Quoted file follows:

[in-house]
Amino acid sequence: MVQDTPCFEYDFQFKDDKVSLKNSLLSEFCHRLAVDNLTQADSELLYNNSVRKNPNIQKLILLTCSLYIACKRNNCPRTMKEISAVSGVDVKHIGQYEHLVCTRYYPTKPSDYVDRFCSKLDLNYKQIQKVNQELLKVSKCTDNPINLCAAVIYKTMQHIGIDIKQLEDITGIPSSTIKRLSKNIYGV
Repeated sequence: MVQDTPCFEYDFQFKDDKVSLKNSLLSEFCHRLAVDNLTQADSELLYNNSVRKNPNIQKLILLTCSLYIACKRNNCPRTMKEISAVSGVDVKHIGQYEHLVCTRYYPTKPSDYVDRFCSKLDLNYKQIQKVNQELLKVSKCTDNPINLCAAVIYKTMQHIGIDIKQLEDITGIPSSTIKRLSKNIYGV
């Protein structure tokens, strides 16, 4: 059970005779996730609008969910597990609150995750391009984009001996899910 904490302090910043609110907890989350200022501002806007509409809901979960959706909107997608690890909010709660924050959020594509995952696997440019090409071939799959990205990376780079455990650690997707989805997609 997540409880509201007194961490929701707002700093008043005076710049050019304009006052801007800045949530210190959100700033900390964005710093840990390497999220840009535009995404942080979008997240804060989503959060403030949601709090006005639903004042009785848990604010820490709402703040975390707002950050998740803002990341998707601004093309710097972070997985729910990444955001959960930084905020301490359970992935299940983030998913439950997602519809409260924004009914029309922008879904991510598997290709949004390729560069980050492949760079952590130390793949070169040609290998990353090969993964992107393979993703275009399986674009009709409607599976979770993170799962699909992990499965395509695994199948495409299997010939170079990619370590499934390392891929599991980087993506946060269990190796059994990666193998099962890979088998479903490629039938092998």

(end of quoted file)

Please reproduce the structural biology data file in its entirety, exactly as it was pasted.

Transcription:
[in-house]
Amino acid sequence: MVQDTPCFEYDFQFKDDKVSLKNSLLSEFCHRLAVDNLTQADSELLYNNSVRKNPNIQKLILLTCSLYIACKRNNCPRTMKEISAVSGVDVKHIGQYEHLVCTRYYPTKPSDYVDRFCSKLDLNYKQIQKVNQELLKVSKCTDNPINLCAAVIYKTMQHIGIDIKQLEDITGIPSSTIKRLSKNIYGV
Repeated sequence: MVQDTPCFEYDFQFKDDKVSLKNSLLSEFCHRLAVDNLTQADSELLYNNSVRKNPNIQKLILLTCSLYIACKRNNCPRTMKEISAVSGVDVKHIGQYEHLVCTRYYPTKPSDYVDRFCSKLDLNYKQIQKVNQELLKVSKCTDNPINLCAAVIYKTMQHIGIDIKQLEDITGIPSSTIKRLSKNIYGV
């Protein structure tokens, strides 16, 4: 059970005779996730609008969910597990609150995750391009984009001996899910 904490302090910043609110907890989350200022501002806007509409809901979960959706909107997608690890909010709660924050959020594509995952696997440019090409071939799959990205990376780079455990650690997707989805997609 997540409880509201007194961490929701707002700093008043005076710049050019304009006052801007800045949530210190959100700033900390964005710093840990390497999220840009535009995404942080979008997240804060989503959060403030949601709090006005639903004042009785848990604010820490709402703040975390707002950050998740803002990341998707601004093309710097972070997985729910990444955001959960930084905020301490359970992935299940983030998913439950997602519809409260924004009914029309922008879904991510598997290709949004390729560069980050492949760079952590130390793949070169040609290998990353090969993964992107393979993703275009399986674009009709409607599976979770993170799962699909992990499965395509695994199948495409299997010939170079990619370590499934390392891929599991980087993506946060269990190796059994990666193998099962890979088998479903490629039938092998």